by Ian Mann
December 22, 2022
Guest contributor Clive Downs enjoys a performance of "Copperfield", Alan Barnes 'Dickensian Jazz Suite', composed for an all star octet.
Alan Barnes Octet, “Copperfield”, A Dickensian Jazz Suite
Progress Theatre, Reading, Friday 16 December 2022
Alan Barnes- alto saxophone, clarinet, bass clarinet, composer, arranger
Robert Fowler - tenor saxophone, clarinet
Karen Sharp - baritone saxophone, clarinet
Bruce Adams - trumpet, flugelhorn
Mark Nightingale - trombone
Dave Newton - piano
Simon Thorpe - bass
Clark Tracey - drums
One day, cultural historians may study the link between lockdown and creativity. Meanwhile, with the same line-up and personnel as his 2019 visit here, Alan Barnes returned to a practically full house with his Suite from that time.
There’s a lot to digest in his writing for octet. All the pieces feature changes in tempo, and meter, alternation of unison and harmony, and varied voicing across brass and reeds. Each song is structured into several sections, with interludes of diverse length, and solos are backed in many different ways. Or… you can just sit back and enjoy.
‘Copperfield Theme’, the opening number, depicts David’s home life in three sections. A slow, pretty melody with clarinet lead, gives way to a punchy theme in triple time. Solos from brass and reeds follow, then unison, and harmonised ensemble, before a reprise of the first melody.
‘Mr. Peggotty’s Boathouse’: David is sent off to Yarmouth: an up-tempo piano intro, then a lively jazz waltz, lead on to a trumpet improvisation with skyscraper passages, next a contrasting very relaxed piano solo. Finally the waltz returns, and to end, soft riffs, and a quiet, muted trumpet.
‘Mr. Barkis’: a return home for DC, and a bass feature for Simon Thorpe. He starts with the theme statement, then walks with the orchestra. Some stop time, and trumpet solo, take us to a bass solo with piano and drums accompaniment, before the final ensemble.
‘Creackle and Tungay’: David’s school days, and portraits of teacher (Bruce Adams) and caretaker (Karen Sharp). A Latin intro from the rhythm section goes into a swing feel with fine baritone and trumpet solos. There’s a baritone /trumpet duet, before a final piano note, that slowly rings out to nothing.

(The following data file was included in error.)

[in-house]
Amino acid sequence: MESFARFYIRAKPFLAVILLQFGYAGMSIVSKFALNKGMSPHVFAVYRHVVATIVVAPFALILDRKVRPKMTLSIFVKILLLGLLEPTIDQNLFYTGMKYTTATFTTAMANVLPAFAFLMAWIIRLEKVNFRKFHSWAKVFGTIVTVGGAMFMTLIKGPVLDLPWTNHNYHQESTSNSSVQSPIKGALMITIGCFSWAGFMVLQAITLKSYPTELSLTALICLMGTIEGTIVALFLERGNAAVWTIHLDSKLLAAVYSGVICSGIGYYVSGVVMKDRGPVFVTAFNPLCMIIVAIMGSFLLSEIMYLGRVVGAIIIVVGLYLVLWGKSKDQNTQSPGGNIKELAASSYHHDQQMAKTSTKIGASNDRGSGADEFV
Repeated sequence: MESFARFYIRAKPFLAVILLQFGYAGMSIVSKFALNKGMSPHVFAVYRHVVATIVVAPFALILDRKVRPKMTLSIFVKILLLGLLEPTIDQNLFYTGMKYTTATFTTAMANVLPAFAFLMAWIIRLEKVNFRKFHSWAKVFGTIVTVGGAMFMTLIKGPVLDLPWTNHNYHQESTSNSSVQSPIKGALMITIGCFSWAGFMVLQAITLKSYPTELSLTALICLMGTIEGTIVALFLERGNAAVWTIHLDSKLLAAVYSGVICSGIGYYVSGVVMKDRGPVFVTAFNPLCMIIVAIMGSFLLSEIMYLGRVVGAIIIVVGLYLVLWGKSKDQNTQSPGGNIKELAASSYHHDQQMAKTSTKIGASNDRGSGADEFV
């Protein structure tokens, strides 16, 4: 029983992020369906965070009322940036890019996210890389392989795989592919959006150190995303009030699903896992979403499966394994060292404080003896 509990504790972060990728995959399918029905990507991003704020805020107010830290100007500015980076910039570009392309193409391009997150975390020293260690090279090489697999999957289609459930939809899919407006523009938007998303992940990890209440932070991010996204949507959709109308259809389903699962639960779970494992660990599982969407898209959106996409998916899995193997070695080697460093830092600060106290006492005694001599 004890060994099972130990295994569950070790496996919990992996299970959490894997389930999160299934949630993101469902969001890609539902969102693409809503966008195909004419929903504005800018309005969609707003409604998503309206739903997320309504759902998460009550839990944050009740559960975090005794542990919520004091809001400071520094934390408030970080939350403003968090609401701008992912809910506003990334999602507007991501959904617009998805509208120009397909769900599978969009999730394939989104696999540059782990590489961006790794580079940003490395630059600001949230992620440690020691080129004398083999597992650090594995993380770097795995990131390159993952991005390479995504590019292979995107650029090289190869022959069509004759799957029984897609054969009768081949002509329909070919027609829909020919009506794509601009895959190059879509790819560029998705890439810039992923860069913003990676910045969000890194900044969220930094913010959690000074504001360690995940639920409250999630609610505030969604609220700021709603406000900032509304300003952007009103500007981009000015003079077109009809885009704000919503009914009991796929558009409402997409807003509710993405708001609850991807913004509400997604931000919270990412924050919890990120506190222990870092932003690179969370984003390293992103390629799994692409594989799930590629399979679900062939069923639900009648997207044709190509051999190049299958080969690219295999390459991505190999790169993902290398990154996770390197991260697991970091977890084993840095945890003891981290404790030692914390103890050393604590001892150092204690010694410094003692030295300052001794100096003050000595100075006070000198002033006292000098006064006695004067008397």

‘Tommy Traddle’s Skeletons’: billed as a ‘danse macabre’ for David’s school friend who drew skeletons, the piece starts with the suitably ‘sparse’ sound of Robert Fowler’s clarinet accompanied by bass. Two high register clarinets play a later section, and, after a clarinet solo, complete the song.
‘Murdstone and Grimby’: David is sent to work in the bottling plant of the title: Mark Nightingale plays the first partner, Alan Barnes the second. There’s a virtuoso solo by the leader on alto, with a lot of double time over a ‘two’ feel. More solos follow, and an ensemble with baritone and bass in unison.
‘Mr. Dick Flies His Kite’: back on the coast, we meet a minor jazz waltz, realised by trumpet and trombone. A pretty, but sad melody, leads to, as Barnes explained, a “more uplifting” passage, before “coming down to earth”. Solos are spread across the band. A tinkling piano diminuendo describes the kite’s descent.
‘Mr. Micawber’: A jaunty jazz waltz represents the character who provides lodging for David. Rising and falling baritone lines may suggest Micawber’s mood swings, and solos from the leader on clarinet, and piano take us back to the theme.
‘Little Em’ly’: Barnes’ early career often found him playing Klezmer music: a plaintiff minor melody depicts David’s childhood sweetheart and the arrangement reflects that ethnic tradition. Bruce Adams on plunger-muted trumpet plays her seducer, Steerforth. Rob Fowler gives a most expressive tenor solo, as we move into a medium swing tempo, before a reprise of the mournful theme.
‘James Steerforth’: a stately melody depicts the public face of the character, before a passage on alto gives way to an up-tempo Latin section. Baritone and bass play a repeated unison figure. In turn a swing theme is introduced. Mark Nightingale delivers an agile double-time solo. Piano chords and bass accompaniment end the return of the original slow theme.
‘Uriah Heep’: Barnes’ bass clarinet portrays the oily character David meets, with a slippery, triplet-based theme. Clark Tracey sets up the number by an intriguing high-pitched meandering. A Duke-ish voicing of two clarinets, muted trumpet and trombone provide some background, before instrumental conversations, and bowed bass ending.
‘Dora and Jip’: tempo movements between triple time and 4/4 unfold after the staccatto-ish line begins. Solos on reeds and brass describe the changing fortunes of Dora and David, and her dog, Jip. A “canine cadenza” is cunningly voiced by Bruce Adams, tailing off in a sad whine…
‘Agnes’: a sweet ballad recalls the young Agnes’ devotion to David. A warm statement on tenor is accompanied by responses from the alto. The trumpet picks up the theme, and there are solos around the band. A quicker feel follows, over the same tempo, and moves to a piano solo. Punchy to start with, the solo moves into a locked-hands, Errol Garner-type feel.
‘A New Life’: a fast minor swing is the setting as the Micawbers and other characters emigrate to Australia. There’s a powerful unison passage voiced for the five frontline parts, on the standard 32 bar form, and a switch to Latin for the middle eight. An ensemble where the lead moves between reeds and brass is punctuated by drum fills, followed by a solo from Clark Tracey.
Many thanks to the Jazz in Reading, and Progress Theatre team, for, as Alan Barnes added, “keeping the performing arts alive” in these testing times.
Review posted here by kind permission of Clive Downsblog comments powered by Disqus